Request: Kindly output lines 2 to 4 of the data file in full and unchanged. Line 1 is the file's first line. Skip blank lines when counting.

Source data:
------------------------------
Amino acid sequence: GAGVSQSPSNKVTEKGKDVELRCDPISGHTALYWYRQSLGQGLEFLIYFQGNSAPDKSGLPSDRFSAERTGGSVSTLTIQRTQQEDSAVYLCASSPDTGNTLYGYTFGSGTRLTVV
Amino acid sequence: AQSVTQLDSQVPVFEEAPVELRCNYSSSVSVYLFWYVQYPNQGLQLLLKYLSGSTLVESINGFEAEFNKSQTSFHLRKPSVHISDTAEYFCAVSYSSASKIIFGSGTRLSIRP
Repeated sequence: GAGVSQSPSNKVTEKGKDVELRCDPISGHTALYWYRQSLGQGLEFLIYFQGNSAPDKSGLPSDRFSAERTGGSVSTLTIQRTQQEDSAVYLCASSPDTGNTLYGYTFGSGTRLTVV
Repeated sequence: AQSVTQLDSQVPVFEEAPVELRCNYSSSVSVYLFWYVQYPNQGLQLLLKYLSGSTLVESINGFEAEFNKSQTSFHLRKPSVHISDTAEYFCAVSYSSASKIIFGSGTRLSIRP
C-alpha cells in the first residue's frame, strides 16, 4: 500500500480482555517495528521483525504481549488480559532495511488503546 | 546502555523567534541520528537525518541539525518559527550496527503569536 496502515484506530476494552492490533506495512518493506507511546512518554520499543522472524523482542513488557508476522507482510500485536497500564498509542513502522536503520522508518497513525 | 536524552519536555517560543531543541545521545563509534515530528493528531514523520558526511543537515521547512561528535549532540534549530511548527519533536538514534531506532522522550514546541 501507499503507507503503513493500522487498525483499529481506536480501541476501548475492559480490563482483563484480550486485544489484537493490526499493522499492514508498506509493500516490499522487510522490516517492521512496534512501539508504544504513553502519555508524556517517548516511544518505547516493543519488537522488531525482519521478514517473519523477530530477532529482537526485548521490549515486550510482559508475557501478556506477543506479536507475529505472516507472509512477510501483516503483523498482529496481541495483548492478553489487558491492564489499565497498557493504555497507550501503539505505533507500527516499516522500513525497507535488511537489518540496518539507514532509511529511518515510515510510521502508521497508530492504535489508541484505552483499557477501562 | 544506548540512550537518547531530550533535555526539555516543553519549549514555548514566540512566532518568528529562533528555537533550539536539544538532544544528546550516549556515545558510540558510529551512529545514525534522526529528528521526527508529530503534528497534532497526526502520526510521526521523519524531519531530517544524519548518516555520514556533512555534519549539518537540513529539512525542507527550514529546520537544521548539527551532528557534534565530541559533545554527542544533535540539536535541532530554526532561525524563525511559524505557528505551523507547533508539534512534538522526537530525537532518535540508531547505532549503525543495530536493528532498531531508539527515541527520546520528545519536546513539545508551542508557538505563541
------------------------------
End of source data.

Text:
Amino acid sequence: AQSVTQLDSQVPVFEEAPVELRCNYSSSVSVYLFWYVQYPNQGLQLLLKYLSGSTLVESINGFEAEFNKSQTSFHLRKPSVHISDTAEYFCAVSYSSASKIIFGSGTRLSIRP
Repeated sequence: GAGVSQSPSNKVTEKGKDVELRCDPISGHTALYWYRQSLGQGLEFLIYFQGNSAPDKSGLPSDRFSAERTGGSVSTLTIQRTQQEDSAVYLCASSPDTGNTLYGYTFGSGTRLTVV
Repeated sequence: AQSVTQLDSQVPVFEEAPVELRCNYSSSVSVYLFWYVQYPNQGLQLLLKYLSGSTLVESINGFEAEFNKSQTSFHLRKPSVHISDTAEYFCAVSYSSASKIIFGSGTRLSIRP